Winter Walks With The Trustees – The winter on Martha’s Vineyard is made for hiking and exploring. There is nothing more invigorating than hiking on a cold, sunny day. Ending up in
The Trustees conservation group, “which preserves, for public use and enjoyment, properties of exceptional scenic, historic, and ecological value in Massachusetts,” are offering people a chance to explore some of their incredible Island properties through guided tours. I know a lot of people like to follow their own path when hiking, but trust me,
Winter Walks With The Trustees At The Brickyard
Last month, the Winter Walk with The Trustees offered an outing to The Brickyard. But wait you say. That’s private
The Trustees have spent the Fall clearing the property, and you will not believe just how amazing it is now. You can see just how vast The Brickyard brick making factory was. It’s quite the sight. This is sure to be a hot spot all Summer long to visit.
Currently there is not a public access but the connecting path from Menemsha Hills, were you will park for this hike, is almost complete.
The Trustees are waiting to open the property because it is an archaeological site. There will be archeologists and students studying the site. It is one of the earliest industrial sites remaining on Martha’s Vineyard.
Winter Walks With The Trustees
The Winter Walks With The Trustees series is typically the third Sunday of the month, weather dependent. For The Brickyard Walk, we all met at Menemsha Hills. We were lucky enough to have Christopher Kennedy as our guide. Chris is a treasure trove of information about Trustees’ properties and Island history.
There, we got into Trustees vans and went to a private entrance to The Brickyard. This trip was the first one offered to the public since the property has been cleared.
In 2010, the Harris family gifted the property to the Trustees. On this Winter Walk, Vita Harris was with us. It was her mother who made the gift. So, not only did we learn so much from Chris, but Vita shared her family stories with us throughout our walk.
As we walked to The Brickyard, we passed other smaller sites that were once small factories. Martha’s Vineyard wasn’t always a hot spot for tourists and summer fun. It was very much a working community back in the 1800’s.
Up-Island was particularly good for
As we walked, we traveled with Roaring Brook, which was not only the source of power for The Brickyard but is also special in its own right — clay deposits that are four million years old have been found in the brook. Also, it is one of the only places in New England that is naturally stocked with brook trout.
Chris and Vita regaled us with stories and historical information throughout the walk. As we continued, we came upon The Brickyard chimney, which is an iconic Island image.
It was a sight to be seen. There is an upper yard, where management offices, etc., were located, and the lower yard where the factory was. With all the trees and brush cleared, you can see that it was a huge operation. An interesting fact, all the granite you see was brought in by boat from the Boston area. It was not an Island resource.
This is actually the second brickyard. The first one closed some time before this one. The first record of production for this Brickyard at the site was 1846. The last record was 1916.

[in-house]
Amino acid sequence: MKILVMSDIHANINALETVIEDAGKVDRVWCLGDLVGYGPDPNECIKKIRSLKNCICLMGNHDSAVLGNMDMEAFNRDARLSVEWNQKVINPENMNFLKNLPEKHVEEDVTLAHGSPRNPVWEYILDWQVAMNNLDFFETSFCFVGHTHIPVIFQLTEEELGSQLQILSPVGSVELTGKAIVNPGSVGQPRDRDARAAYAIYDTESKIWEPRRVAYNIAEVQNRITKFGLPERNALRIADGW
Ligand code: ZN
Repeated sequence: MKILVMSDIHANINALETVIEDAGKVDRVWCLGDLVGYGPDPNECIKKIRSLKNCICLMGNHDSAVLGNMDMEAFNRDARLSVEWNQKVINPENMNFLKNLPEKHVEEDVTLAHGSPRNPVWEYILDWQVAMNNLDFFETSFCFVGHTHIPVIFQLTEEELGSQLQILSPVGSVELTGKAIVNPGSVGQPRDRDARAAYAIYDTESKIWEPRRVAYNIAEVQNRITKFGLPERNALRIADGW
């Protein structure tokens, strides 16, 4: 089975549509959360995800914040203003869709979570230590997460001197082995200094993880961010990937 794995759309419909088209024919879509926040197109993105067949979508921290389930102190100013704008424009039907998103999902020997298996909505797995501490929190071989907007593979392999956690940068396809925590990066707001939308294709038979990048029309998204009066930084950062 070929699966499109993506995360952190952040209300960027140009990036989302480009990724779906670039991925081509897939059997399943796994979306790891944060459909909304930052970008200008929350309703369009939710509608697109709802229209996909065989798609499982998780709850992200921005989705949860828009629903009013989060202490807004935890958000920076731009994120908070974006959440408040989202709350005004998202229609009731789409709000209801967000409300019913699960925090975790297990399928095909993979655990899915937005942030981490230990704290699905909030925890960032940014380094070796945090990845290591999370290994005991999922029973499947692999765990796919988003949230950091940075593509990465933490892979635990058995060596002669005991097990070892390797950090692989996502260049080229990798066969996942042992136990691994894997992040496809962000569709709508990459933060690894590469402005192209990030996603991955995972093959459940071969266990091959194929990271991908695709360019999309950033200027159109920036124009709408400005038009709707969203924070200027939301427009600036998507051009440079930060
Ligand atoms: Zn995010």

The iconic chimney was actually not used for firing bricks. It was used for exhaust. However, being in its presence is magical. It gives you an idea of how vast these buildings were here.
Throughout the property, you can still find bricks all over. All of these are cast offs. Bricks that were not fired correctly or had defects. Also, you will find a number of factory parts around, like large gears and rods.
There are still remnants from the water mill that powered the machinery. It’s incredible to be able to get up close to all these pieces of history, truly a gift.
Why did The Brickyard close? They used up all the available clay, and technology changed a lot of things. In its heyday, 800,000 bricks a year were being manufactured there. It was a big production, and being on the water made for easy transportation with boats.
However, with the coming of the railroad and electricity, it was no longer cost effective to get bricks from the Island when they could now easily be made on the mainland and transported much cheaper through railroad.
Though The Brickyard closed, Vita’s grandfather started Chilmark China Clay – clay works there. They were able to use a special kind of clay found Up -Island and refine in for use for fine China.
Vita grew up playing here. It was her backyard. This walk was the first time she had seen the property cleared. It was a very special moment for her, and having her share so much with our group was amazing.
The Brickyard is simply incredible. How lucky we are to have The Trustees as its manager. There was so much we learned on this walk. It was a memorable Island experience, so much more than I expected.
I look forward to seeing what the archeologists discover, what stories The Brickyard has hidden below the soil. What knowledge will be shared with us and generations to follow.
When The Brickyard is open to the public, we will be certain to let you know. Until then, I highly recommend going on at least one of The Trustees’ Winter Walks. You never know who might be on it with you, and what you’ll learn. I honestly feel as though I could write a magazine article with all I learned!
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